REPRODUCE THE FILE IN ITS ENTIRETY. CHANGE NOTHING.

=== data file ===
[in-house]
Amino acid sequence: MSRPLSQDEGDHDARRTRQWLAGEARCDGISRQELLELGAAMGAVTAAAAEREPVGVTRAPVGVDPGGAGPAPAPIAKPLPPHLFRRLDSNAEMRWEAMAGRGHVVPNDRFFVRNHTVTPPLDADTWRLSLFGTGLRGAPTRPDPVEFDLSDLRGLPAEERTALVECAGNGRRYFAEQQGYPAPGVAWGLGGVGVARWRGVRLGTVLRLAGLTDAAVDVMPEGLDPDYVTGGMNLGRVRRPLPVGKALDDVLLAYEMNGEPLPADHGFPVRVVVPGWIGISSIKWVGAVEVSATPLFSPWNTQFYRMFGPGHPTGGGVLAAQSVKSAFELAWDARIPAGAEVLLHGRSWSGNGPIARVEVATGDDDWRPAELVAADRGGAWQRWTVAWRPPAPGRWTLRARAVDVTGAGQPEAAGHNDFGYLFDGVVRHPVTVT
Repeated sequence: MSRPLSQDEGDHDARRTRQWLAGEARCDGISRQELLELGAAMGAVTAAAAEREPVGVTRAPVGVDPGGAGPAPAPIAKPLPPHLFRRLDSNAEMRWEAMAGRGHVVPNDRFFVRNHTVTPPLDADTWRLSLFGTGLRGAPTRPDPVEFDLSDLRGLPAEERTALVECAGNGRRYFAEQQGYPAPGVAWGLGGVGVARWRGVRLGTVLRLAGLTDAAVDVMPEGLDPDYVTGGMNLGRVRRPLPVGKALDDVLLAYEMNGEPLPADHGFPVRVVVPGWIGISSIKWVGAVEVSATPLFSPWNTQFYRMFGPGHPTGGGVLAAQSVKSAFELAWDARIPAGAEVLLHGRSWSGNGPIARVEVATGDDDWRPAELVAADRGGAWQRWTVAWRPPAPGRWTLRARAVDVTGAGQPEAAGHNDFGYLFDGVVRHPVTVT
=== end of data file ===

[in-house]
Amino acid sequence: MSRPLSQDEGDHDARRTRQWLAGEARCDGISRQELLELGAAMGAVTAAAAEREPVGVTRAPVGVDPGGAGPAPAPIAKPLPPHLFRRLDSNAEMRWEAMAGRGHVVPNDRFFVRNHTVTPPLDADTWRLSLFGTGLRGAPTRPDPVEFDLSDLRGLPAEERTALVECAGNGRRYFAEQQGYPAPGVAWGLGGVGVARWRGVRLGTVLRLAGLTDAAVDVMPEGLDPDYVTGGMNLGRVRRPLPVGKALDDVLLAYEMNGEPLPADHGFPVRVVVPGWIGISSIKWVGAVEVSATPLFSPWNTQFYRMFGPGHPTGGGVLAAQSVKSAFELAWDARIPAGAEVLLHGRSWSGNGPIARVEVATGDDDWRPAELVAADRGGAWQRWTVAWRPPAPGRWTLRARAVDVTGAGQPEAAGHNDFGYLFDGVVRHPVTVT
Repeated sequence: MSRPLSQDEGDHDARRTRQWLAGEARCDGISRQELLELGAAMGAVTAAAAEREPVGVTRAPVGVDPGGAGPAPAPIAKPLPPHLFRRLDSNAEMRWEAMAGRGHVVPNDRFFVRNHTVTPPLDADTWRLSLFGTGLRGAPTRPDPVEFDLSDLRGLPAEERTALVECAGNGRRYFAEQQGYPAPGVAWGLGGVGVARWRGVRLGTVLRLAGLTDAAVDVMPEGLDPDYVTGGMNLGRVRRPLPVGKALDDVLLAYEMNGEPLPADHGFPVRVVVPGWIGISSIKWVGAVEVSATPLFSPWNTQFYRMFGPGHPTGGGVLAAQSVKSAFELAWDARIPAGAEVLLHGRSWSGNGPIARVEVATGDDDWRPAELVAADRGGAWQRWTVAWRPPAPGRWTLRARAVDVTGAGQPEAAGHNDFGYLFDGVVRHPVTVT